How to Determine Credit-Worthiness

by Peter Matthews ; Updated July 27, 2017
Nowadays, credit is part of all of our lives

Items you will need

  • Details of income
  • History of loans
  • Credit cards and other credit taken
  • Records of payments of all credit
  • Access to credit rating agencies websites

Credit worthiness is defined as being an assessment of the likelihood that a borrower will default on their obligations. The company lending you money wants to know how likely they are to receive it back from you before they lend you money. Even if a company decides to advance you credit, the rate of interest will be determined by your credit worthiness. You need to know the factors companies look at when determining your credit rating and score, or which factors to consider when advancing credit to somebody else.

Calculating Credit Worthiness

Step 1

Obtain credit reports from the three main agencies: Equifax, Experien and Transunion. As noted below, your report is provided free of charge once every 12 months. If you are looking at providing credit to others, their permission must be sought to obtain their reports, and the agencies will charge for providing it.

Step 2

Check the credit score. Generally, anything below about 720 (the exact figure varies) is below average and might limit the credit that would be made available.

Step 3

Look at the credit profile and performance in the main areas that determine the credit score. These are: payment history, which is how often you have made late payments or missed payments altogether; and credit utilization, defined as how much of the total credit lines available are being utilized. These two factors make up about two thirds of the weighting on the credit score.

Step 4

Look at the other factors the credit rating agencies check –– length of credit history, how often one applies for credit, types of credit utilized and whether there are any court judgments, tax liens or something similar.

Tips

  • Everyone in the United States is entitled to see a copy of their credit report from all the three main credit rating agencies: Transunion, Equifax and Experien for free once every 12 months. Take advantage of this, if you are likely to be seeking credit, as it will enable you to keep track of your credit score without having to pay the fees to any of the many agencies that advertise credit tracking services. It also warns you of any identity theft issues.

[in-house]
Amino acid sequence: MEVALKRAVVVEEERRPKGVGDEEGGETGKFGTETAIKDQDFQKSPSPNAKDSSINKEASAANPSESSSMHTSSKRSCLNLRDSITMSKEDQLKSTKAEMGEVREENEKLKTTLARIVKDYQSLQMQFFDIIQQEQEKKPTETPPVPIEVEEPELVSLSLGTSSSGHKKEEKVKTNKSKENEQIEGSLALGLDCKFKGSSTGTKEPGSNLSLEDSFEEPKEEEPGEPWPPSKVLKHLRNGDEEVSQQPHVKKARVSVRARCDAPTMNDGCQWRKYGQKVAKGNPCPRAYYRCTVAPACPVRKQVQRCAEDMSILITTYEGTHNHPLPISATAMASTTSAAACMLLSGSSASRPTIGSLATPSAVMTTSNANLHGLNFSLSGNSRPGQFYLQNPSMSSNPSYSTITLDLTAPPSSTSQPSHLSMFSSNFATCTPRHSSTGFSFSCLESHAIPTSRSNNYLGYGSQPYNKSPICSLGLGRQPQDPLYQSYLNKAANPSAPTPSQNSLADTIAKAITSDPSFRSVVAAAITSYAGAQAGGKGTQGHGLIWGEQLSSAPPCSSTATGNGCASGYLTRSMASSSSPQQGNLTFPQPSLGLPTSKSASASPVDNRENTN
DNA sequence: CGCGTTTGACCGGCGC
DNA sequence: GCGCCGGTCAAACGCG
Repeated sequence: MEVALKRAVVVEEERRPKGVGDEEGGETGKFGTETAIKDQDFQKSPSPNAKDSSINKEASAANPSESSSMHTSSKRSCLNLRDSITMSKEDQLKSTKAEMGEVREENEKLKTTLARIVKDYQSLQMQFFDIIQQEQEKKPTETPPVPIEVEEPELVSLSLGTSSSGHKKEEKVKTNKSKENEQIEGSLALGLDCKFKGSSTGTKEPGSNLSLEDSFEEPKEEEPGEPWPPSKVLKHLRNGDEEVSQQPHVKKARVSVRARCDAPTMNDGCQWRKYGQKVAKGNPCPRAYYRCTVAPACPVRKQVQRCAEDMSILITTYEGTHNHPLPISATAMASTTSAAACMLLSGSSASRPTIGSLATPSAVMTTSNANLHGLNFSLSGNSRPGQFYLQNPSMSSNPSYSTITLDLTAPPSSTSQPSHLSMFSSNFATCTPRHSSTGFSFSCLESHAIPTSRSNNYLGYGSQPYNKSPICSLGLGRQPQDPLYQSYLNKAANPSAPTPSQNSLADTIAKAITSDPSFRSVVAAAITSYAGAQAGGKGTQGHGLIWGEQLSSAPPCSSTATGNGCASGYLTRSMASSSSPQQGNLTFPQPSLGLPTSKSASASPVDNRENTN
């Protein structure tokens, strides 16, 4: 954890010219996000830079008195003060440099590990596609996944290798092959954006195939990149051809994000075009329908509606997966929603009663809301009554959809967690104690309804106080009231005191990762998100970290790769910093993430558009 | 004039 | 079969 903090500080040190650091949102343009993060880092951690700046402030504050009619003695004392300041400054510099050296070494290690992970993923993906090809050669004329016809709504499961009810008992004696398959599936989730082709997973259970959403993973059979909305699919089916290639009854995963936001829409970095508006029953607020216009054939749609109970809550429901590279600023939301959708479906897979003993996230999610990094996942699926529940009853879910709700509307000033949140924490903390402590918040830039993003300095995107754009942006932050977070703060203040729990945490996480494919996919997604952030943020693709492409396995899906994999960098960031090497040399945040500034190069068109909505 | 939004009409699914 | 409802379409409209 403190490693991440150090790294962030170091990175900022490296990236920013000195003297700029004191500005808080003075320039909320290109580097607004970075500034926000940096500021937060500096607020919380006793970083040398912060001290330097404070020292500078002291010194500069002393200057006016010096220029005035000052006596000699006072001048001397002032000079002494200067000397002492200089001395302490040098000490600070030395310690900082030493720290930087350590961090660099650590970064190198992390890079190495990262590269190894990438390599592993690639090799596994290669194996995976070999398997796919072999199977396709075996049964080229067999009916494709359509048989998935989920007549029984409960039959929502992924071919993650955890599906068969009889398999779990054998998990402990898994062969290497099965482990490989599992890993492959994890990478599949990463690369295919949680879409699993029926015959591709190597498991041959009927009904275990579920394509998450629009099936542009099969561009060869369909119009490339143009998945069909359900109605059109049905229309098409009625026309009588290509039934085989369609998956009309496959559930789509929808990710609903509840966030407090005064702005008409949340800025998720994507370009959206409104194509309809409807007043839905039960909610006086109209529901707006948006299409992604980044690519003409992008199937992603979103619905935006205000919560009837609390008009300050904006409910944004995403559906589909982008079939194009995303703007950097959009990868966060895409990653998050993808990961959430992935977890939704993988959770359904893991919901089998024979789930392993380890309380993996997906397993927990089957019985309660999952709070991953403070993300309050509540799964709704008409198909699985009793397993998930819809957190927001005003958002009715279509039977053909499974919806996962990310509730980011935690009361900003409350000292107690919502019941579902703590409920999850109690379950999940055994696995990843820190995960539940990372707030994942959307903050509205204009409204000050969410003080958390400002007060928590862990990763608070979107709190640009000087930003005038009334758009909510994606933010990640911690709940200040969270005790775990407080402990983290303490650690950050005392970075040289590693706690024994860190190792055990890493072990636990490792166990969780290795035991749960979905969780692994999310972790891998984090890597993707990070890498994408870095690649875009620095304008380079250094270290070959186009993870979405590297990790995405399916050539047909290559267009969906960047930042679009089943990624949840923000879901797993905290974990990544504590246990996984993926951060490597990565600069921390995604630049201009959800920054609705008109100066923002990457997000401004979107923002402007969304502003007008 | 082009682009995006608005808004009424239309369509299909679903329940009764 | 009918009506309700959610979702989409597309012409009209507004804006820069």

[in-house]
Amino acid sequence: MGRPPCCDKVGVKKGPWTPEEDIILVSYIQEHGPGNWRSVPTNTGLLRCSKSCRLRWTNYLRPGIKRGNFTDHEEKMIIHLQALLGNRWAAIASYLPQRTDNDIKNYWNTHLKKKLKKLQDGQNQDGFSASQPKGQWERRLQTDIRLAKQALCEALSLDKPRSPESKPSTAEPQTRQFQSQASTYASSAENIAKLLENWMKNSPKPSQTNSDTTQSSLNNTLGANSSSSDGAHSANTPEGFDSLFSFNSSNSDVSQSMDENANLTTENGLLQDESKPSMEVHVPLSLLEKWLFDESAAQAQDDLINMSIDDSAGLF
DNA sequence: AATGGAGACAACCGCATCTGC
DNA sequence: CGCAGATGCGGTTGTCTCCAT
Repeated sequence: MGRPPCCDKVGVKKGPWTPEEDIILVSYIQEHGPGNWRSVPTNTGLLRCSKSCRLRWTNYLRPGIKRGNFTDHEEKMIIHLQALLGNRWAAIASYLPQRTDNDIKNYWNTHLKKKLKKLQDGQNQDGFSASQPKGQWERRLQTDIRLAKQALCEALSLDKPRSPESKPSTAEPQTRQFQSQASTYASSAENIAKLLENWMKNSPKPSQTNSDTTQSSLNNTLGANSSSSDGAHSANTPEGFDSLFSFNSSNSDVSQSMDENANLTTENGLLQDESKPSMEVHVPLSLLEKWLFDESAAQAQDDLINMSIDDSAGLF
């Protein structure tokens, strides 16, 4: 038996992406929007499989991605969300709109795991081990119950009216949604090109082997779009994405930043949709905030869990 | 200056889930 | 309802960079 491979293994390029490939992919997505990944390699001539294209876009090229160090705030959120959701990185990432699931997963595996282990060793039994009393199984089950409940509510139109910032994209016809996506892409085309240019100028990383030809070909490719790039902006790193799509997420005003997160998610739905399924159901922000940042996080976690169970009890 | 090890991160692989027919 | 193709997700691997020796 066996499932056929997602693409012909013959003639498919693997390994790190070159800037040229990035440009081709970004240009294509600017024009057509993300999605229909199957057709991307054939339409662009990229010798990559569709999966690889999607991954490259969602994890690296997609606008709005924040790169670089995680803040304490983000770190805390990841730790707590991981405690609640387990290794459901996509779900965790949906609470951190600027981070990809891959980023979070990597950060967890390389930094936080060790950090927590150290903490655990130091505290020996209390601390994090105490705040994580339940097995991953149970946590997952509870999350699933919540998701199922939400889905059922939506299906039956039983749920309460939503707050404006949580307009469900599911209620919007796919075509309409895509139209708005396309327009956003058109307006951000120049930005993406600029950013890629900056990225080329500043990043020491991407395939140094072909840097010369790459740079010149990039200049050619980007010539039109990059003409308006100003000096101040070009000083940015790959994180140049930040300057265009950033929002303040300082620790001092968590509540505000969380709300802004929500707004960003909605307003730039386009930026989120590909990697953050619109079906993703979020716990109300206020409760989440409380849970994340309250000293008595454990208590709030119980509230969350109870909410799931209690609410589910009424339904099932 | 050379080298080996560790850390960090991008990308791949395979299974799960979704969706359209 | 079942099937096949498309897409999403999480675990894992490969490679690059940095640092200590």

Read through the advice given on the credit rating agencies websites. These will help you decide how you can most effectively increase your credit worthiness or determine another person’s.

    Improving your credit profile takes time, so plan carefully and be patient.

Warnings

  • Although your credit score and credit report is one of the main factors that a lender will use to determine your credit worthiness, it is not the only one, so do not assume that maintaining a reasonable credit score guarantees you credit when you apply for it. If providing credit, do not focus on the credit score to the exclusion of all else; it does not guarantee a borrower’s credit worthiness.

    Be aware that unsuccessfully applying for credit, or applying too often, will in itself lower your credit score so consider carefully before applying for any form of credit facility.

About the Author

Peter Matthews has been a freelance writer since 2004 with works published online for UpDown, Bloomberg and other websites. He has more than 30 years experience in financial markets, during which he has penned everything from conference materials to daily comment pages for organizations such as ABN Amro and Tradition. He is FSA-registered in London and holds series 7 and 24 licenses from the SFA.

Photo Credits

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